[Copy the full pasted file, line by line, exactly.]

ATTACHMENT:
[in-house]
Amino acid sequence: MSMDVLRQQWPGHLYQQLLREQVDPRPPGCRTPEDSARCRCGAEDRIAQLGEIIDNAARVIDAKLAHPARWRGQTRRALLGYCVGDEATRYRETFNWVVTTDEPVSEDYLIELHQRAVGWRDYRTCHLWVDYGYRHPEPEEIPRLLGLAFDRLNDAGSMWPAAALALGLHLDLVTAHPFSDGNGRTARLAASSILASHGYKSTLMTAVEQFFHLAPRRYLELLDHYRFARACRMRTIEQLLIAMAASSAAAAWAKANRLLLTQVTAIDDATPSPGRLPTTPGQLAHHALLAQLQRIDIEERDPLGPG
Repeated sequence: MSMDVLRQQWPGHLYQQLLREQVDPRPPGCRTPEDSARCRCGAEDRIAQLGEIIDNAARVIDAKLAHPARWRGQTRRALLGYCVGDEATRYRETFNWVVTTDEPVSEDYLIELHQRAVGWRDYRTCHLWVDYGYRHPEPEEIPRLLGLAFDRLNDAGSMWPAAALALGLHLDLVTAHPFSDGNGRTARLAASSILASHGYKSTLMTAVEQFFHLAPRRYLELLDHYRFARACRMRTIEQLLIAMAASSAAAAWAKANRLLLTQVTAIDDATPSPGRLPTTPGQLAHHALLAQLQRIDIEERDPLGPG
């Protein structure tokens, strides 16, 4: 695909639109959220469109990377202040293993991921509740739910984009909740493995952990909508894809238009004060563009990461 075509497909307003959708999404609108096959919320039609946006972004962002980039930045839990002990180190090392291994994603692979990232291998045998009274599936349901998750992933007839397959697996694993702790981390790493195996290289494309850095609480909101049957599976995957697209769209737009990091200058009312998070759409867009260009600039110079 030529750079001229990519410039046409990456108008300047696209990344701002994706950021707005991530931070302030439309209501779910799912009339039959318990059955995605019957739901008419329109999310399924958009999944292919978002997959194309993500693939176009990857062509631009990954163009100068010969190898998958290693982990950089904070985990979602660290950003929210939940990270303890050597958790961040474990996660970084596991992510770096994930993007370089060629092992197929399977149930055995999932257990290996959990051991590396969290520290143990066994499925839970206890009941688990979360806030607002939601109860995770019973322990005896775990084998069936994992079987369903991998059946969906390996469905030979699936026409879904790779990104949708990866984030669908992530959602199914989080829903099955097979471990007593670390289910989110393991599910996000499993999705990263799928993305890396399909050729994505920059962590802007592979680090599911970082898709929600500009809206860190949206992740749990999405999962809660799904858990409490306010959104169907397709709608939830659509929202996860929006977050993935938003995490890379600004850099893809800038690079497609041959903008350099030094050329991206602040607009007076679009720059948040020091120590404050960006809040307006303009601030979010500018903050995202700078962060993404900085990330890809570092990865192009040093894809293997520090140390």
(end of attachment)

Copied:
[in-house]
Amino acid sequence: MSMDVLRQQWPGHLYQQLLREQVDPRPPGCRTPEDSARCRCGAEDRIAQLGEIIDNAARVIDAKLAHPARWRGQTRRALLGYCVGDEATRYRETFNWVVTTDEPVSEDYLIELHQRAVGWRDYRTCHLWVDYGYRHPEPEEIPRLLGLAFDRLNDAGSMWPAAALALGLHLDLVTAHPFSDGNGRTARLAASSILASHGYKSTLMTAVEQFFHLAPRRYLELLDHYRFARACRMRTIEQLLIAMAASSAAAAWAKANRLLLTQVTAIDDATPSPGRLPTTPGQLAHHALLAQLQRIDIEERDPLGPG
Repeated sequence: MSMDVLRQQWPGHLYQQLLREQVDPRPPGCRTPEDSARCRCGAEDRIAQLGEIIDNAARVIDAKLAHPARWRGQTRRALLGYCVGDEATRYRETFNWVVTTDEPVSEDYLIELHQRAVGWRDYRTCHLWVDYGYRHPEPEEIPRLLGLAFDRLNDAGSMWPAAALALGLHLDLVTAHPFSDGNGRTARLAASSILASHGYKSTLMTAVEQFFHLAPRRYLELLDHYRFARACRMRTIEQLLIAMAASSAAAAWAKANRLLLTQVTAIDDATPSPGRLPTTPGQLAHHALLAQLQRIDIEERDPLGPG
């Protein structure tokens, strides 16, 4: 695909639109959220469109990377202040293993991921509740739910984009909740493995952990909508894809238009004060563009990461 075509497909307003959708999404609108096959919320039609946006972004962002980039930045839990002990180190090392291994994603692979990232291998045998009274599936349901998750992933007839397959697996694993702790981390790493195996290289494309850095609480909101049957599976995957697209769209737009990091200058009312998070759409867009260009600039110079 030529750079001229990519410039046409990456108008300047696209990344701002994706950021707005991530931070302030439309209501779910799912009339039959318990059955995605019957739901008419329109999310399924958009999944292919978002997959194309993500693939176009990857062509631009990954163009100068010969190898998958290693982990950089904070985990979602660290950003929210939940990270303890050597958790961040474990996660970084596991992510770096994930993007370089060629092992197929399977149930055995999932257990290996959990051991590396969290520290143990066994499925839970206890009941688990979360806030607002939601109860995770019973322990005896775990084998069936994992079987369903991998059946969906390996469905030979699936026409879904790779990104949708990866984030669908992530959602199914989080829903099955097979471990007593670390289910989110393991599910996000499993999705990263799928993305890396399909050729994505920059962590802007592979680090599911970082898709929600500009809206860190949206992740749990999405999962809660799904858990409490306010959104169907397709709608939830659509929202996860929006977050993935938003995490890379600004850099893809800038690079497609041959903008350099030094050329991206602040607009007076679009720059948040020091120590404050960006809040307006303009601030979010500018903050995202700078962060993404900085990330890809570092990865192009040093894809293997520090140390």